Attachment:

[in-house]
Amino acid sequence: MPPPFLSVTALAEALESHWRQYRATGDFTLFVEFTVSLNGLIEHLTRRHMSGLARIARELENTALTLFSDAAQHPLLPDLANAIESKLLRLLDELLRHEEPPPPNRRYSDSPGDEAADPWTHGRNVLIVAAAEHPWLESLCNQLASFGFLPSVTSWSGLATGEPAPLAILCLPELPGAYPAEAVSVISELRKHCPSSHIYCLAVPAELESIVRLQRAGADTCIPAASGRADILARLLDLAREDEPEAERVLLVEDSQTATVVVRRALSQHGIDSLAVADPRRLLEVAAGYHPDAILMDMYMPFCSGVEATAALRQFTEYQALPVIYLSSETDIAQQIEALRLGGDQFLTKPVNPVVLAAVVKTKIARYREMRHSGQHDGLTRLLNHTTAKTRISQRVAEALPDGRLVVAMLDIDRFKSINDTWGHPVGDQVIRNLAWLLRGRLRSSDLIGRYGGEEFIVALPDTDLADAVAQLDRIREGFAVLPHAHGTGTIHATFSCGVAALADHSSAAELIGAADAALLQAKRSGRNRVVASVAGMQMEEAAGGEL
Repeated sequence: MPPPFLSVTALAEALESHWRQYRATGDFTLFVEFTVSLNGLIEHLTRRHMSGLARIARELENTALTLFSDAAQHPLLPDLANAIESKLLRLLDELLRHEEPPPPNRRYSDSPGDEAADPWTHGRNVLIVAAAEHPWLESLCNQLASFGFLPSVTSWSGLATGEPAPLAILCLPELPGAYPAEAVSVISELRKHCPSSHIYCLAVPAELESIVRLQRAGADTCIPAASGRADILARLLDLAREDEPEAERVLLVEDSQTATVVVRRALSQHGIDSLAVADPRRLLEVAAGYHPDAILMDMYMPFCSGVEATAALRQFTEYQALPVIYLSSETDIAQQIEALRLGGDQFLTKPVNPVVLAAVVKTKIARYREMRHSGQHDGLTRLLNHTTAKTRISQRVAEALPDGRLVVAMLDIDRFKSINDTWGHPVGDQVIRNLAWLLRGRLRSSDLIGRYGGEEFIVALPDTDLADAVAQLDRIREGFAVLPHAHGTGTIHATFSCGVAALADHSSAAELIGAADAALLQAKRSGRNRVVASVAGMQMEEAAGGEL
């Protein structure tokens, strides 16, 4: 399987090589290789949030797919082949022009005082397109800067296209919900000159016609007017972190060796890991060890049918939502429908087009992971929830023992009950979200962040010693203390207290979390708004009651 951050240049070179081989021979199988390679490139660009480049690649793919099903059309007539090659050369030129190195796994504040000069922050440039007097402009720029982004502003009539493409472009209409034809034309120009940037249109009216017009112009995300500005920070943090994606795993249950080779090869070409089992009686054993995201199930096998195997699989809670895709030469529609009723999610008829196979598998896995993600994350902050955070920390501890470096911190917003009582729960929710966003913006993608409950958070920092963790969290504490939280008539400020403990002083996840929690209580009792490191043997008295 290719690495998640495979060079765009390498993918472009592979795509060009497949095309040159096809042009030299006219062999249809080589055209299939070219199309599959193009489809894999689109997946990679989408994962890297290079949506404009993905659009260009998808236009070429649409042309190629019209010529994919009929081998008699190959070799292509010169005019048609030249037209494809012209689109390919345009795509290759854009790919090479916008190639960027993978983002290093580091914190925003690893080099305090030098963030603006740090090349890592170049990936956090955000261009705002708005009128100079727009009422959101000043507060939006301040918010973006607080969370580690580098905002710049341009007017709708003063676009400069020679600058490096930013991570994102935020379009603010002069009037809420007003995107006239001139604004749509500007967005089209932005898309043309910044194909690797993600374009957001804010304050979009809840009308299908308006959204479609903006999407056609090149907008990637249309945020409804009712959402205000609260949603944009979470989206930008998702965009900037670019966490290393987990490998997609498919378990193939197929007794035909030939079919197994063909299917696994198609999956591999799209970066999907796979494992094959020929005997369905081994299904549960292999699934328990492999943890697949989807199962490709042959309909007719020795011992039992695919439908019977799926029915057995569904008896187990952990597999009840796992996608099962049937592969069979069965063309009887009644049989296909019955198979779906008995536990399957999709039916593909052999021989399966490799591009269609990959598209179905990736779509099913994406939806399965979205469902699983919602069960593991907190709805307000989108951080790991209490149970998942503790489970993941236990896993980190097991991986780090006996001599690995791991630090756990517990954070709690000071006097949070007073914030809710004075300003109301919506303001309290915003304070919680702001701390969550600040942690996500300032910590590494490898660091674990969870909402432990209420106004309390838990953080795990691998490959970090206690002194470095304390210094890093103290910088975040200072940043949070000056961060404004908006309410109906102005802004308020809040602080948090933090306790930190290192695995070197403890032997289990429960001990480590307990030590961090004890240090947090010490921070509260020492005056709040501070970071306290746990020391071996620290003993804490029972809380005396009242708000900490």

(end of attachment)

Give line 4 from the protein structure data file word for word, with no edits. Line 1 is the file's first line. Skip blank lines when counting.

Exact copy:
């Protein structure tokens, strides 16, 4: 399987090589290789949030797919082949022009005082397109800067296209919900000159016609007017972190060796890991060890049918939502429908087009992971929830023992009950979200962040010693203390207290979390708004009651 951050240049070179081989021979199988390679490139660009480049690649793919099903059309007539090659050369030129190195796994504040000069922050440039007097402009720029982004502003009539493409472009209409034809034309120009940037249109009216017009112009995300500005920070943090994606795993249950080779090869070409089992009686054993995201199930096998195997699989809670895709030469529609009723999610008829196979598998896995993600994350902050955070920390501890470096911190917003009582729960929710966003913006993608409950958070920092963790969290504490939280008539400020403990002083996840929690209580009792490191043997008295 290719690495998640495979060079765009390498993918472009592979795509060009497949095309040159096809042009030299006219062999249809080589055209299939070219199309599959193009489809894999689109997946990679989408994962890297290079949506404009993905659009260009998808236009070429649409042309190629019209010529994919009929081998008699190959070799292509010169005019048609030249037209494809012209689109390919345009795509290759854009790919090479916008190639960027993978983002290093580091914190925003690893080099305090030098963030603006740090090349890592170049990936956090955000261009705002708005009128100079727009009422959101000043507060939006301040918010973006607080969370580690580098905002710049341009007017709708003063676009400069020679600058490096930013991570994102935020379009603010002069009037809420007003995107006239001139604004749509500007967005089209932005898309043309910044194909690797993600374009957001804010304050979009809840009308299908308006959204479609903006999407056609090149907008990637249309945020409804009712959402205000609260949603944009979470989206930008998702965009900037670019966490290393987990490998997609498919378990193939197929007794035909030939079919197994063909299917696994198609999956591999799209970066999907796979494992094959020929005997369905081994299904549960292999699934328990492999943890697949989807199962490709042959309909007719020795011992039992695919439908019977799926029915057995569904008896187990952990597999009840796992996608099962049937592969069979069965063309009887009644049989296909019955198979779906008995536990399957999709039916593909052999021989399966490799591009269609990959598209179905990736779509099913994406939806399965979205469902699983919602069960593991907190709805307000989108951080790991209490149970998942503790489970993941236990896993980190097991991986780090006996001599690995791991630090756990517990954070709690000071006097949070007073914030809710004075300003109301919506303001309290915003304070919680702001701390969550600040942690996500300032910590590494490898660091674990969870909402432990209420106004309390838990953080795990691998490959970090206690002194470095304390210094890093103290910088975040200072940043949070000056961060404004908006309410109906102005802004308020809040602080948090933090306790930190290192695995070197403890032997289990429960001990480590307990030590961090004890240090947090010490921070509260020492005056709040501070970071306290746990020391071996620290003993804490029972809380005396009242708000900490």